Over the next two lessons students will determine how to add, subtract and multiply matrices along with multiplying a matrix by a scalar. For the most part, my students understand the concepts covered today intuitively. I approach the day as an opportunity to let students use their reasoning skills to determine the how arithmetic operations work for matrices. We will work together to validate the students' intuitions.
I begin the day with students brainstorming about adding matrices. Students usually think of the obvious when they add. As students are working I am listening to their discussions. The first instinct is to add terms in the same position in the matrices. I let the students know that there is at least one problem that is not possible. By putting Problem d in the list the students will notice that there are not the same number of columns, and, uncover an important criteria that needs to be accounted for in matrix addition.
After students have time to discuss and find the answers, I bring the class together. I ask students to begin by identifying the problem that is not possible. I have students explain why this problem will not work. We then put the other answers on the board to give students the opportunity to confirm their answers.
To move the discussion about matrices forward today, I need to introduce the idea of the dimension of a matrix. Again, I project the definition of a matrix on the board. Today we will focus on the m x n notation. I ask students to look at the definition and determine what m and n represent for a matrix. As students explain that m is the number of rows and n is the number of columns, I write this on the board. I explain the convention that a matrix is sized by its dimensions, m x n. I also let them know that the dimension is sometimes referred to as the order of a matrix.
I ask if students can recall any other objects that are described in this way. Obviously, students are familiar with the dimensions of a room or a container. Many of my students have studied woodworking at school, so they are very comfortable working with dimensions. Next, I give students some problems that ask them to determine the dimension (p. 2) of a matrix.
After determining the dimensions I return to the definition page and we read the paragraph under the definition. This paragraph describes several characteristics that I want students to be familiar with we work with matrices.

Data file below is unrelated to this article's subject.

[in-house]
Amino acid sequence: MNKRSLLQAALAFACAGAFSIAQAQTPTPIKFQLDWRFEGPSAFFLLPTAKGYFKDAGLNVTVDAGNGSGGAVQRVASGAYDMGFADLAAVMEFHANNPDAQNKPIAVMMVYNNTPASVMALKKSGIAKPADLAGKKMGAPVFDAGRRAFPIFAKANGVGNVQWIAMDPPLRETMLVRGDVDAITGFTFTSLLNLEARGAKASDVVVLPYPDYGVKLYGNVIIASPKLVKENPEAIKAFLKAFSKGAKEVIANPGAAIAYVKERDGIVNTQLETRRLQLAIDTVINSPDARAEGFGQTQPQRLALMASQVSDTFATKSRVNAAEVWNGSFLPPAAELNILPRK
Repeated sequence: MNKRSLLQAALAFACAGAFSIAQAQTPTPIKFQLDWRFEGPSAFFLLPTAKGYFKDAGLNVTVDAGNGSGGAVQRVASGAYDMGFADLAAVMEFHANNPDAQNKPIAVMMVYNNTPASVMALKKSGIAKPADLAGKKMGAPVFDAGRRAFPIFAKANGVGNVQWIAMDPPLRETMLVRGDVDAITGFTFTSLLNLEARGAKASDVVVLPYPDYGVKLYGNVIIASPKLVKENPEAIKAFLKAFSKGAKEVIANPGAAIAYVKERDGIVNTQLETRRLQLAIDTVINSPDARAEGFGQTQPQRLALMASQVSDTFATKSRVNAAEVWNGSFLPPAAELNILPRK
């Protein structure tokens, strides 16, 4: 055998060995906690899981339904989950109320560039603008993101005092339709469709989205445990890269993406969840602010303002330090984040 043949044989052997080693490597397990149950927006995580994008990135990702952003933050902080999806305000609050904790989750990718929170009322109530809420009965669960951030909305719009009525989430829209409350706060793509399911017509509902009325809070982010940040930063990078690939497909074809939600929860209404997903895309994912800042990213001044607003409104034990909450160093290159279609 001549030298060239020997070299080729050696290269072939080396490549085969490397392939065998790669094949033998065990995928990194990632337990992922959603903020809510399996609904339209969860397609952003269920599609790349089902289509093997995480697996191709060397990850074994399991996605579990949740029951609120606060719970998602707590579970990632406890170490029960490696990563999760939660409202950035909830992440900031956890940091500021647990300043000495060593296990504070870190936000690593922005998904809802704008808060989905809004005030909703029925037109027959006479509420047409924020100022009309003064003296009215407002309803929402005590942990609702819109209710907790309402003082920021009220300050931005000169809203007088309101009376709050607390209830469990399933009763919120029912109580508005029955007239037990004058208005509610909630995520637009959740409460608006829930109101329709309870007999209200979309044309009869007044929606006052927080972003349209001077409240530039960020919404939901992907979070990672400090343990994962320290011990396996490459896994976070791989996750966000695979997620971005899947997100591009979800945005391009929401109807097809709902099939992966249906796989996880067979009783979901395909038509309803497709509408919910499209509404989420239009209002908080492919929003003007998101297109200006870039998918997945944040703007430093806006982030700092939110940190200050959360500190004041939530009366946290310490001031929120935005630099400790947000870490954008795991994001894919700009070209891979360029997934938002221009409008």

I expect that my students really can do all the operations discussed today without direct instruction. I continue the lesson by asking students to work on a problem involving several operations. For this task, I ask students to work without talking for 3-4 minutes. This gives me a chance to see which students are understanding and problem solving. After about 4 minutes, I ask students to pair-up and compare answers. Once the pairs have time to work together, I will choose different students to put up their answers. Then, we will discuss Question 1 and the idea of scalar multiplication. I explain that a numerical value is also called a scalar, so we are multiplying a number with a matrix.
The last activity of the day asks students to summarize what was learned today. I give students this Summary worksheet. In groups, students work to determine the best explanation for about 5 minutes. I now randomly ask students to share their explanations with the class. After an explanation is shared, I ask the class if anyone would add anything to the explanation that would make it more clear or comprehensive. I also check to see if any students have a completely different explanation.
As class ends students receive Using Matrix Operations to Analyze Data worksheet to attempt. This worksheet gives students the opportunity to practice all three operations covered in today's lesson. The tasks are in context. After finding the sum, difference and a scalar multiplication, students are asked to interpret the matrices in relation to the given situation.